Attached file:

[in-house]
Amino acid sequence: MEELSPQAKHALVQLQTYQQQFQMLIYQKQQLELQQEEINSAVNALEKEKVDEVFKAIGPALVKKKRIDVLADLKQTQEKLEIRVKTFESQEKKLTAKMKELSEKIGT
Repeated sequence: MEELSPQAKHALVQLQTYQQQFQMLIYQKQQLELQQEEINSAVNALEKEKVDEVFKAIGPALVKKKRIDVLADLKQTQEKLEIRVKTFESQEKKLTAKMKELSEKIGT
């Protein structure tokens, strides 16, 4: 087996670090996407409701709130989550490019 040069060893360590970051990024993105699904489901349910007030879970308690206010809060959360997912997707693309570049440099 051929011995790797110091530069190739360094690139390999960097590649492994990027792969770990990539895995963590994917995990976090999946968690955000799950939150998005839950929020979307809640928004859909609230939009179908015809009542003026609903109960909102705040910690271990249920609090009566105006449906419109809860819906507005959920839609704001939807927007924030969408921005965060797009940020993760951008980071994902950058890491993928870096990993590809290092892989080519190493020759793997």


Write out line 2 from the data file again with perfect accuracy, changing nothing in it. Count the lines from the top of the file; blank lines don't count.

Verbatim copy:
Amino acid sequence: MEELSPQAKHALVQLQTYQQQFQMLIYQKQQLELQQEEINSAVNALEKEKVDEVFKAIGPALVKKKRIDVLADLKQTQEKLEIRVKTFESQEKKLTAKMKELSEKIGT